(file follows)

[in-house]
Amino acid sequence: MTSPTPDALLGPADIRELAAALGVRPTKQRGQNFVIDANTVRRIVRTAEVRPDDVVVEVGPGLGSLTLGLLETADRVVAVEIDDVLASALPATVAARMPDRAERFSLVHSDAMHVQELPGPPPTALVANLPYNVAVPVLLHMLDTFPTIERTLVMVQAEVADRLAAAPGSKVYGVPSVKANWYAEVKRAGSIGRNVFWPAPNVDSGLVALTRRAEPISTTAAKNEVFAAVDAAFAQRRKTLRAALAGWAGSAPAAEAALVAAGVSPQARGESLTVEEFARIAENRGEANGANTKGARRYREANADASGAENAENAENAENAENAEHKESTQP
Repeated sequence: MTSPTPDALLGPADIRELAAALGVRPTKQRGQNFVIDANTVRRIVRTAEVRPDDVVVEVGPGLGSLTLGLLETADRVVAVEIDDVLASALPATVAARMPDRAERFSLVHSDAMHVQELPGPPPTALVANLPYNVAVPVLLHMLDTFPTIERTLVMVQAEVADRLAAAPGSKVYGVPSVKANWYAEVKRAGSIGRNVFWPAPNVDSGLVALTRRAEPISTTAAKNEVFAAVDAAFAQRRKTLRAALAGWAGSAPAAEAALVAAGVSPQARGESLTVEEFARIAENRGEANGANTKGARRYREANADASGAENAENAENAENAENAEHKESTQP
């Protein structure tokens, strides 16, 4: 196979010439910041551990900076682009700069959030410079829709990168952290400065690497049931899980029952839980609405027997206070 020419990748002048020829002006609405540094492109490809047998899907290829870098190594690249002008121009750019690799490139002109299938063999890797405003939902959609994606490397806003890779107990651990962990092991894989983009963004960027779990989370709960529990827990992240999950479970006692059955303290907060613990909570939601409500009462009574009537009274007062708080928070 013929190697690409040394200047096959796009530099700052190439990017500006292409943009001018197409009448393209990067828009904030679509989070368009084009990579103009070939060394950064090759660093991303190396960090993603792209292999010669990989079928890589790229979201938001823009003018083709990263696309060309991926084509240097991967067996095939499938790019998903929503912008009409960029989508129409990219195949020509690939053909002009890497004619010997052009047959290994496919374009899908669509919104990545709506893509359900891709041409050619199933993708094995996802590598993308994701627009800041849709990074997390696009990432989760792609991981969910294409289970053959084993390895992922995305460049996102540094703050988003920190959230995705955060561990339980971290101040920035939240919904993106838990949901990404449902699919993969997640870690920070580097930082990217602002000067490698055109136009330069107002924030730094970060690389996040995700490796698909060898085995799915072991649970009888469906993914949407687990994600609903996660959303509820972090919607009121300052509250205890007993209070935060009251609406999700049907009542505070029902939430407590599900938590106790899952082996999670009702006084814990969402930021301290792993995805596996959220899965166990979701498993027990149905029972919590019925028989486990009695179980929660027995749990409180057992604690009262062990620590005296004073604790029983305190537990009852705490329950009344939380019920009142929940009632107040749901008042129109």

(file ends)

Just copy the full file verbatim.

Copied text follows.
[in-house]
Amino acid sequence: MTSPTPDALLGPADIRELAAALGVRPTKQRGQNFVIDANTVRRIVRTAEVRPDDVVVEVGPGLGSLTLGLLETADRVVAVEIDDVLASALPATVAARMPDRAERFSLVHSDAMHVQELPGPPPTALVANLPYNVAVPVLLHMLDTFPTIERTLVMVQAEVADRLAAAPGSKVYGVPSVKANWYAEVKRAGSIGRNVFWPAPNVDSGLVALTRRAEPISTTAAKNEVFAAVDAAFAQRRKTLRAALAGWAGSAPAAEAALVAAGVSPQARGESLTVEEFARIAENRGEANGANTKGARRYREANADASGAENAENAENAENAENAEHKESTQP
Repeated sequence: MTSPTPDALLGPADIRELAAALGVRPTKQRGQNFVIDANTVRRIVRTAEVRPDDVVVEVGPGLGSLTLGLLETADRVVAVEIDDVLASALPATVAARMPDRAERFSLVHSDAMHVQELPGPPPTALVANLPYNVAVPVLLHMLDTFPTIERTLVMVQAEVADRLAAAPGSKVYGVPSVKANWYAEVKRAGSIGRNVFWPAPNVDSGLVALTRRAEPISTTAAKNEVFAAVDAAFAQRRKTLRAALAGWAGSAPAAEAALVAAGVSPQARGESLTVEEFARIAENRGEANGANTKGARRYREANADASGAENAENAENAENAENAEHKESTQP
């Protein structure tokens, strides 16, 4: 196979010439910041551990900076682009700069959030410079829709990168952290400065690497049931899980029952839980609405027997206070 020419990748002048020829002006609405540094492109490809047998899907290829870098190594690249002008121009750019690799490139002109299938063999890797405003939902959609994606490397806003890779107990651990962990092991894989983009963004960027779990989370709960529990827990992240999950479970006692059955303290907060613990909570939601409500009462009574009537009274007062708080928070 013929190697690409040394200047096959796009530099700052190439990017500006292409943009001018197409009448393209990067828009904030679509989070368009084009990579103009070939060394950064090759660093991303190396960090993603792209292999010669990989079928890589790229979201938001823009003018083709990263696309060309991926084509240097991967067996095939499938790019998903929503912008009409960029989508129409990219195949020509690939053909002009890497004619010997052009047959290994496919374009899908669509919104990545709506893509359900891709041409050619199933993708094995996802590598993308994701627009800041849709990074997390696009990432989760792609991981969910294409289970053959084993390895992922995305460049996102540094703050988003920190959230995705955060561990339980971290101040920035939240919904993106838990949901990404449902699919993969997640870690920070580097930082990217602002000067490698055109136009330069107002924030730094970060690389996040995700490796698909060898085995799915072991649970009888469906993914949407687990994600609903996660959303509820972090919607009121300052509250205890007993209070935060009251609406999700049907009542505070029902939430407590599900938590106790899952082996999670009702006084814990969402930021301290792993995805596996959220899965166990979701498993027990149905029972919590019925028989486990009695179980929660027995749990409180057992604690009262062990620590005296004073604790029983305190537990009852705490329950009344939380019920009142929940009632107040749901008042129109």